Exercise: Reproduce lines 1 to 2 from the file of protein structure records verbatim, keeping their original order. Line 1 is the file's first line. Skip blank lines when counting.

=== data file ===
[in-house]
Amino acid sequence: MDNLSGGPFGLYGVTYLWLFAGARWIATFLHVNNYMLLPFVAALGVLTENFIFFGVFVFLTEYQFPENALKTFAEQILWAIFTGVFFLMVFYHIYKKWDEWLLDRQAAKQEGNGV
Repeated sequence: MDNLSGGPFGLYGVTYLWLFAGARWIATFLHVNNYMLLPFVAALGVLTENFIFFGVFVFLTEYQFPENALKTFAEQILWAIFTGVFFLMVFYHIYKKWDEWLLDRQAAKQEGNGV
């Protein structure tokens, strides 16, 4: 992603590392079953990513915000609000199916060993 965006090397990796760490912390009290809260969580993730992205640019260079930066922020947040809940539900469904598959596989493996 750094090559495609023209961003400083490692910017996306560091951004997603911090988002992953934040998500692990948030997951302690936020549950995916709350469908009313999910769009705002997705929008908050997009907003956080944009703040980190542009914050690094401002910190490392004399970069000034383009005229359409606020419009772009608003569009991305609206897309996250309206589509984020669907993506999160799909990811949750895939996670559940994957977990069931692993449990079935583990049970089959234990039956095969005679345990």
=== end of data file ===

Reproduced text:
[in-house]
Amino acid sequence: MDNLSGGPFGLYGVTYLWLFAGARWIATFLHVNNYMLLPFVAALGVLTENFIFFGVFVFLTEYQFPENALKTFAEQILWAIFTGVFFLMVFYHIYKKWDEWLLDRQAAKQEGNGV